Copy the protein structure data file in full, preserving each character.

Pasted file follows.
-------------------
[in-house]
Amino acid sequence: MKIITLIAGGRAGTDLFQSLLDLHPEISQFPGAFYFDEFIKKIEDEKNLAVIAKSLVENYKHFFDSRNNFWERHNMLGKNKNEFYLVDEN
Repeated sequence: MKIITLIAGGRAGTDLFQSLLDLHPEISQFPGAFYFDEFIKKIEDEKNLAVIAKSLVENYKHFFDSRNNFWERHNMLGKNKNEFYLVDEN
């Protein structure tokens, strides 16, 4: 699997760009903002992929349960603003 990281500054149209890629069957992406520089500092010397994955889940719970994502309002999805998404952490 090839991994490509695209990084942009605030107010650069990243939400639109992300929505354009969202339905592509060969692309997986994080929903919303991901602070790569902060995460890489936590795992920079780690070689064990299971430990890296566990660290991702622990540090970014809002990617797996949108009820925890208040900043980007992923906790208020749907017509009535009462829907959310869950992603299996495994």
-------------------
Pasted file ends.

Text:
[in-house]
Amino acid sequence: MKIITLIAGGRAGTDLFQSLLDLHPEISQFPGAFYFDEFIKKIEDEKNLAVIAKSLVENYKHFFDSRNNFWERHNMLGKNKNEFYLVDEN
Repeated sequence: MKIITLIAGGRAGTDLFQSLLDLHPEISQFPGAFYFDEFIKKIEDEKNLAVIAKSLVENYKHFFDSRNNFWERHNMLGKNKNEFYLVDEN
């Protein structure tokens, strides 16, 4: 699997760009903002992929349960603003 990281500054149209890629069957992406520089500092010397994955889940719970994502309002999805998404952490 090839991994490509695209990084942009605030107010650069990243939400639109992300929505354009969202339905592509060969692309997986994080929903919303991901602070790569902060995460890489936590795992920079780690070689064990299971430990890296566990660290991702622990540090970014809002990617797996949108009820925890208040900043980007992923906790208020749907017509009535009462829907959310869950992603299996495994």